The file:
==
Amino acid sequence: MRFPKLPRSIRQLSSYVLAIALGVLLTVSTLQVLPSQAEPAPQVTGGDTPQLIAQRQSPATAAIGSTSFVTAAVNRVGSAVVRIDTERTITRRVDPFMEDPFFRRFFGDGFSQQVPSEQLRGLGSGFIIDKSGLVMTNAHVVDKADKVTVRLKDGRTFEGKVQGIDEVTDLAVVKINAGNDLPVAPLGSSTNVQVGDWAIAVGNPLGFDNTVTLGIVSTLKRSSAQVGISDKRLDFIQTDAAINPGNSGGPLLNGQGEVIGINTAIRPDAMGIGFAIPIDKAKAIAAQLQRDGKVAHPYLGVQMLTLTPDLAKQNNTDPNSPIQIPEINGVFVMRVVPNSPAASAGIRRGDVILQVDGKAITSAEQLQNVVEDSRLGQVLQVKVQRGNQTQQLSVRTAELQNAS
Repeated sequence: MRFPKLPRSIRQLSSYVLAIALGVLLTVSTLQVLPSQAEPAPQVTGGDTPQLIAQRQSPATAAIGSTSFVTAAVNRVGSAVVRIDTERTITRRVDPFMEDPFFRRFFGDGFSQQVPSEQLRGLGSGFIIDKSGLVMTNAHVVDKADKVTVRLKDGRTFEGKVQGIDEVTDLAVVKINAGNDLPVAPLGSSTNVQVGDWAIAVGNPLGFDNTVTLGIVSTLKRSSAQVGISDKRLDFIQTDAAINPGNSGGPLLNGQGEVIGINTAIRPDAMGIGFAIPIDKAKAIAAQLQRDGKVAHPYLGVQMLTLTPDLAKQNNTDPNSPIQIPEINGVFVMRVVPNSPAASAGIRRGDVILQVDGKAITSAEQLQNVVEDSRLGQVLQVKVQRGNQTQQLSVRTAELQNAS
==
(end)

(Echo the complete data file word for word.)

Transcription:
Amino acid sequence: MRFPKLPRSIRQLSSYVLAIALGVLLTVSTLQVLPSQAEPAPQVTGGDTPQLIAQRQSPATAAIGSTSFVTAAVNRVGSAVVRIDTERTITRRVDPFMEDPFFRRFFGDGFSQQVPSEQLRGLGSGFIIDKSGLVMTNAHVVDKADKVTVRLKDGRTFEGKVQGIDEVTDLAVVKINAGNDLPVAPLGSSTNVQVGDWAIAVGNPLGFDNTVTLGIVSTLKRSSAQVGISDKRLDFIQTDAAINPGNSGGPLLNGQGEVIGINTAIRPDAMGIGFAIPIDKAKAIAAQLQRDGKVAHPYLGVQMLTLTPDLAKQNNTDPNSPIQIPEINGVFVMRVVPNSPAASAGIRRGDVILQVDGKAITSAEQLQNVVEDSRLGQVLQVKVQRGNQTQQLSVRTAELQNAS
Repeated sequence: MRFPKLPRSIRQLSSYVLAIALGVLLTVSTLQVLPSQAEPAPQVTGGDTPQLIAQRQSPATAAIGSTSFVTAAVNRVGSAVVRIDTERTITRRVDPFMEDPFFRRFFGDGFSQQVPSEQLRGLGSGFIIDKSGLVMTNAHVVDKADKVTVRLKDGRTFEGKVQGIDEVTDLAVVKINAGNDLPVAPLGSSTNVQVGDWAIAVGNPLGFDNTVTLGIVSTLKRSSAQVGISDKRLDFIQTDAAINPGNSGGPLLNGQGEVIGINTAIRPDAMGIGFAIPIDKAKAIAAQLQRDGKVAHPYLGVQMLTLTPDLAKQNNTDPNSPIQIPEINGVFVMRVVPNSPAASAGIRRGDVILQVDGKAITSAEQLQNVVEDSRLGQVLQVKVQRGNQTQQLSVRTAELQNAS